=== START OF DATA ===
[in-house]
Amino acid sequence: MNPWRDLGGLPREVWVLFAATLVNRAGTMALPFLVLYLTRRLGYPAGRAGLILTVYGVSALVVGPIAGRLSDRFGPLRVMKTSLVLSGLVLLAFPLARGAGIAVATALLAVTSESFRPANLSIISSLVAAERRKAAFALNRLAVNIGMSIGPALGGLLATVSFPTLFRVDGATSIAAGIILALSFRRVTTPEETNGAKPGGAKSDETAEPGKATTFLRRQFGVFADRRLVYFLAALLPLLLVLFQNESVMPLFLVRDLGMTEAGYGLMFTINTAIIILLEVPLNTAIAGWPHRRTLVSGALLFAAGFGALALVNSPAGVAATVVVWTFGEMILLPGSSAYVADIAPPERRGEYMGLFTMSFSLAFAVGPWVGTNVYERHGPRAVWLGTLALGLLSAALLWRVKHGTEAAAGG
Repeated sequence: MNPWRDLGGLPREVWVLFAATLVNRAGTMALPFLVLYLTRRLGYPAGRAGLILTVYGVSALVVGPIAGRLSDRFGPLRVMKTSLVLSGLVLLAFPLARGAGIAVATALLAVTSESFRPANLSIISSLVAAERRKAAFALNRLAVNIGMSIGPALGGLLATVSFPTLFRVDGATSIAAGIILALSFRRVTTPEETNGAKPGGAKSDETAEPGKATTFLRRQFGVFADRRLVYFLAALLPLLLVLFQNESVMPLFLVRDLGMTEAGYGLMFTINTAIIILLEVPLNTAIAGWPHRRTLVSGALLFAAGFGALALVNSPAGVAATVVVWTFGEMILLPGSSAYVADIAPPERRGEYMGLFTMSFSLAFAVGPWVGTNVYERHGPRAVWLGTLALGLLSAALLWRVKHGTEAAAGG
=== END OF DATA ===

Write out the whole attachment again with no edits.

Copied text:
[in-house]
Amino acid sequence: MNPWRDLGGLPREVWVLFAATLVNRAGTMALPFLVLYLTRRLGYPAGRAGLILTVYGVSALVVGPIAGRLSDRFGPLRVMKTSLVLSGLVLLAFPLARGAGIAVATALLAVTSESFRPANLSIISSLVAAERRKAAFALNRLAVNIGMSIGPALGGLLATVSFPTLFRVDGATSIAAGIILALSFRRVTTPEETNGAKPGGAKSDETAEPGKATTFLRRQFGVFADRRLVYFLAALLPLLLVLFQNESVMPLFLVRDLGMTEAGYGLMFTINTAIIILLEVPLNTAIAGWPHRRTLVSGALLFAAGFGALALVNSPAGVAATVVVWTFGEMILLPGSSAYVADIAPPERRGEYMGLFTMSFSLAFAVGPWVGTNVYERHGPRAVWLGTLALGLLSAALLWRVKHGTEAAAGG
Repeated sequence: MNPWRDLGGLPREVWVLFAATLVNRAGTMALPFLVLYLTRRLGYPAGRAGLILTVYGVSALVVGPIAGRLSDRFGPLRVMKTSLVLSGLVLLAFPLARGAGIAVATALLAVTSESFRPANLSIISSLVAAERRKAAFALNRLAVNIGMSIGPALGGLLATVSFPTLFRVDGATSIAAGIILALSFRRVTTPEETNGAKPGGAKSDETAEPGKATTFLRRQFGVFADRRLVYFLAALLPLLLVLFQNESVMPLFLVRDLGMTEAGYGLMFTINTAIIILLEVPLNTAIAGWPHRRTLVSGALLFAAGFGALALVNSPAGVAATVVVWTFGEMILLPGSSAYVADIAPPERRGEYMGLFTMSFSLAFAVGPWVGTNVYERHGPRAVWLGTLALGLLSAALLWRVKHGTEAAAGG